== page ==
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I'm a nuclear trained submarine electrian turned indie developer. AMA 🤔

My name is Nick. I'm a nuclear trained submarine electrian and have been for years. I have been working on and with submarines for years now and am still active duty navy.

Raising a family and writing code with what free time I have. Right now I am working on log.fm

Ask me anything (that's not classified😉)

  1. 4

    How often do you have to re-fuel a nuclear submarine? 🤔

    1. 5

      About every 30 years or so. Depending on if the Navy wants to keep that submarine around.

      1. 1

        Holy crap! So that's basically once every generation.

        1. 2

          Which is one of the many reasons nuclear power the best source of energy!

          And with the advances in technology the scientific community keeps figuring out ways to more efficiently build and use them. Making then last even longer.

  2. 3

    Who or what inspired you to become a submarine electrician, and what were your goals when you first started?

    Who or what inspired you to become an indie hacker, and what are your goals?

    1. 1

      What inspired me to go submarines: after I made the decision to enlist in the military, I heard about the Navy's nuclear program. It sounded like an experience that I likely would not other wise get in life. In fact most people don't. Some general stats I was aware of is roughly 1% of americans are eligible to join the military period, and there are roughly 60k or less submariners in the US. So I would be apart of a much smaller community and get to experience many things that others never would dream of. And we have done some cool stuff! (But lots is classified so I can't talk about it...hahaha)

      To be an indie hacker: I have been coding for like 13 years. I started in middle school. Growing up, my family only ever had old computers. I started tinkering around with them and was determined to make them better and faster. Eventually I discovered programming and was hooked. Looking back, my buddy and I actually worked on our first startup together when we were 17-18. I was coding, he was marketing and design. But when I had enlisted, I realized I was going to be able to focus on it hardly at all, at least for 2 years. So he and another bought me out for like $10. 18 years old and I sold my shares in my first startup for $10k. I was happy and amazed!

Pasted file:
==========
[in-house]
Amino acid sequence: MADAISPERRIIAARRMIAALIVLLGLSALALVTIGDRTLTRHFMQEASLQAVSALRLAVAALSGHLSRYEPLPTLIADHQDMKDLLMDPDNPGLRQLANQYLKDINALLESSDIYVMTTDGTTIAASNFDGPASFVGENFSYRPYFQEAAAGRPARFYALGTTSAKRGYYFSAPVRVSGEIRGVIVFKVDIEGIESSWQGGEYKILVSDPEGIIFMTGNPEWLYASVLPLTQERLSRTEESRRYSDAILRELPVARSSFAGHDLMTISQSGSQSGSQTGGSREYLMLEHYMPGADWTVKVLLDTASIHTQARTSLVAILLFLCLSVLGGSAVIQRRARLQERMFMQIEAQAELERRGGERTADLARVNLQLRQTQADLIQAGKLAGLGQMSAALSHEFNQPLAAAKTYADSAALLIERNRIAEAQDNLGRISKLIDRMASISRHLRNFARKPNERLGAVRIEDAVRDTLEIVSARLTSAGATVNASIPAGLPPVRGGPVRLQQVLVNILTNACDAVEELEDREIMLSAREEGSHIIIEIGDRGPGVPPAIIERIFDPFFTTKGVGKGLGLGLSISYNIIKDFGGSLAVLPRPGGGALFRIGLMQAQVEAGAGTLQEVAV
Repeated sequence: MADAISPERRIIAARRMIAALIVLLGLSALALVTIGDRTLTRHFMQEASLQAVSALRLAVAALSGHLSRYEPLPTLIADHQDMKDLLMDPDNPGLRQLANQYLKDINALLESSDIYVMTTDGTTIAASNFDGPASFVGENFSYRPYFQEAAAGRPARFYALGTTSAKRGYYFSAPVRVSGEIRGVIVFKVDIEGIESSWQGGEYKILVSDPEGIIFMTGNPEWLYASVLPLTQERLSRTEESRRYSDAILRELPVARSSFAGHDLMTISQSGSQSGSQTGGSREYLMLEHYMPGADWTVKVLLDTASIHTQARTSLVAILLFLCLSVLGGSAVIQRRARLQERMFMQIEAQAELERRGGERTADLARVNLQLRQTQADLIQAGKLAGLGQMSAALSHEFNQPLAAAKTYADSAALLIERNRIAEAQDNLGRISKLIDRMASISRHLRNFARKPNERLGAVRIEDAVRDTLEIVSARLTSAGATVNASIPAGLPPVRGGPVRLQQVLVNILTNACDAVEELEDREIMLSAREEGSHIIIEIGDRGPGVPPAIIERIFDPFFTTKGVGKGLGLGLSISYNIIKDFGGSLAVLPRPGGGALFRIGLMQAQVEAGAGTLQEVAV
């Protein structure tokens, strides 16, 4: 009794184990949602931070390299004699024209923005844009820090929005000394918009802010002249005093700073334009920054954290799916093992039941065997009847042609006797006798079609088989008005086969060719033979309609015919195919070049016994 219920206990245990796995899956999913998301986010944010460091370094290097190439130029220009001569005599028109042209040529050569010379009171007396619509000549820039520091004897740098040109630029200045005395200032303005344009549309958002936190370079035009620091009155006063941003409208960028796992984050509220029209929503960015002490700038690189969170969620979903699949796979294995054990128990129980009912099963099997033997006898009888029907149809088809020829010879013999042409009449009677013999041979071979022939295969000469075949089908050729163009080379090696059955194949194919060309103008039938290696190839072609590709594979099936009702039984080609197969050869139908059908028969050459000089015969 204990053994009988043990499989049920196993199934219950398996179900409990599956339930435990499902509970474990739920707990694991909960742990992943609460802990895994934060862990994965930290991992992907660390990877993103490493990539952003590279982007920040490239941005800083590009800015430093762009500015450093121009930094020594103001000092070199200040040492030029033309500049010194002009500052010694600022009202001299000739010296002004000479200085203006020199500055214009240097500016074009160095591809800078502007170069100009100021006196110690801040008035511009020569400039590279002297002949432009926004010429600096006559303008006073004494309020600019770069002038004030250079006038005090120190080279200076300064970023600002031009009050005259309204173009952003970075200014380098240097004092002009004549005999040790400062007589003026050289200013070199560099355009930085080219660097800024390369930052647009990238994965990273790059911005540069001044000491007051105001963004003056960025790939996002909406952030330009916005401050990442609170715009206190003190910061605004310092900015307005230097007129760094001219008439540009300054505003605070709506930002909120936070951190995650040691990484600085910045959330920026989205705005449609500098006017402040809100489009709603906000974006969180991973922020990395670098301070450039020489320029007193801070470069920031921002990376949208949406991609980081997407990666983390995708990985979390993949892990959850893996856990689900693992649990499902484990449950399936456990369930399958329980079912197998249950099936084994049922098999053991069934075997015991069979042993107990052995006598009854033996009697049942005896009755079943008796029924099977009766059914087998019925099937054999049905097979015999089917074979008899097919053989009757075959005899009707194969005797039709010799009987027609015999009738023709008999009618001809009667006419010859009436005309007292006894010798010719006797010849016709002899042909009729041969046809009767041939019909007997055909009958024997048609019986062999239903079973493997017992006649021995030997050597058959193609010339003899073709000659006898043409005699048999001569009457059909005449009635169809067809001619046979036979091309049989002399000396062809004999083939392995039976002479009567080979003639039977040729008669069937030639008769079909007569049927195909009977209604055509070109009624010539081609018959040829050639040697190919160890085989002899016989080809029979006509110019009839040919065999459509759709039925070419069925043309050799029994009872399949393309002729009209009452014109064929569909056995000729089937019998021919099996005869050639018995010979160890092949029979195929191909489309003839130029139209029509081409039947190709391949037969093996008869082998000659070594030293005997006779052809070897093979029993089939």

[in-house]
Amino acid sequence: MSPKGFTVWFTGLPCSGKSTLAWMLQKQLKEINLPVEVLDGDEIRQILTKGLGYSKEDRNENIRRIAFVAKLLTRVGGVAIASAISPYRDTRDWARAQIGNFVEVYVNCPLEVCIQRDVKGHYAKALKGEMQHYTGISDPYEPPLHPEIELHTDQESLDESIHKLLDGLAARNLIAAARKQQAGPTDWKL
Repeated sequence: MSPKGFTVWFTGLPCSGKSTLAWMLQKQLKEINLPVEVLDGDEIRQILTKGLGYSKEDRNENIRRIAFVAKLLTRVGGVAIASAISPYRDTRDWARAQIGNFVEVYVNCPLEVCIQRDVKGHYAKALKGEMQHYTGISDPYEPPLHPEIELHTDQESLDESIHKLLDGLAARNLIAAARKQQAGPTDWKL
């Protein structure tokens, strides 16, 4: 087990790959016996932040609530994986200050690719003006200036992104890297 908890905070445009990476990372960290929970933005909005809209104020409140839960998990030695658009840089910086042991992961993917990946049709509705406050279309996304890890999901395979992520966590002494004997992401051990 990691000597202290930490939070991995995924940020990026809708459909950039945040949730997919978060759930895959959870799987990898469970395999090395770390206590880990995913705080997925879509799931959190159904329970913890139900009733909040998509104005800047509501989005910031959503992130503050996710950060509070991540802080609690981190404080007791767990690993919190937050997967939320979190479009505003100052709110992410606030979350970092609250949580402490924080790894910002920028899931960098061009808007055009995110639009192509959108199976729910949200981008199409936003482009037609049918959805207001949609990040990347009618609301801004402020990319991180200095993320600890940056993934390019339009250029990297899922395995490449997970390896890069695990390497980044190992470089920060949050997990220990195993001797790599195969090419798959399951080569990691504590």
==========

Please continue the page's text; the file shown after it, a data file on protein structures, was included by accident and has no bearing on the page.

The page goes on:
3. 2

    What makes you interested into being a developer and what are you gonna (or still being) build?

    1. 1

      I've been a developer for about 13 ish years. I started when I was in middle school. Growing up I always had older run down computers so I started learning how they work and coding to try to make them better and faster. I loved it immediately!

      Right now I am building log.fm, a podcast search engine that helps you follow your favorite podcast people. As well as create and share podcast playlists

  4. 1

    I have close family in the nuclear submarine world. It’s not something they are keen to make pubic for security reasons.

    What made you choose to lead with this, given that it’s unlikely to be relevant to your indie projects?

    1. 1

      Some people don't like talking about it. Some people do. Different strokes and all.

      Honestly, I thought it was a different and interesting point of view that many people in our indie communities would not have. In several aspects. Being military, active duty, indie developer, nuclear background. Lots of circles on this ven diagram with not a whole lot of overlap with others

      1. 1

        Fair enough. I’d get into it more as I disagree with your opinion (“some like to talk about it and some don’t” its more like “DONT TALK ABOUT IT WETHER YOU WANT TO OR NOT” in my world) but I’m already uncomfortable with what I’ve said.

        1. 1

          Fair enough. Enjoy your day/projects :)

  5. 1

    Have you seen K-19?

    On a serious note, how comfortable does it feel to be on a nuclear submarine?

    1. 1

      I have. K19 is a classic. Harrison Ford and Liam Neeson. Classic.

      Surprisingly comfortable. Some areas are somewhat spacious while other areas are SUPER not.

      At first it is kinda trippy. Being in a tube hundreds of feet of water. Until you get used to it. Them it feels like being in an industrial building with no windows. (And you can't leave)

  6. 1
    1. You guys surely do sign some sort of the NDA?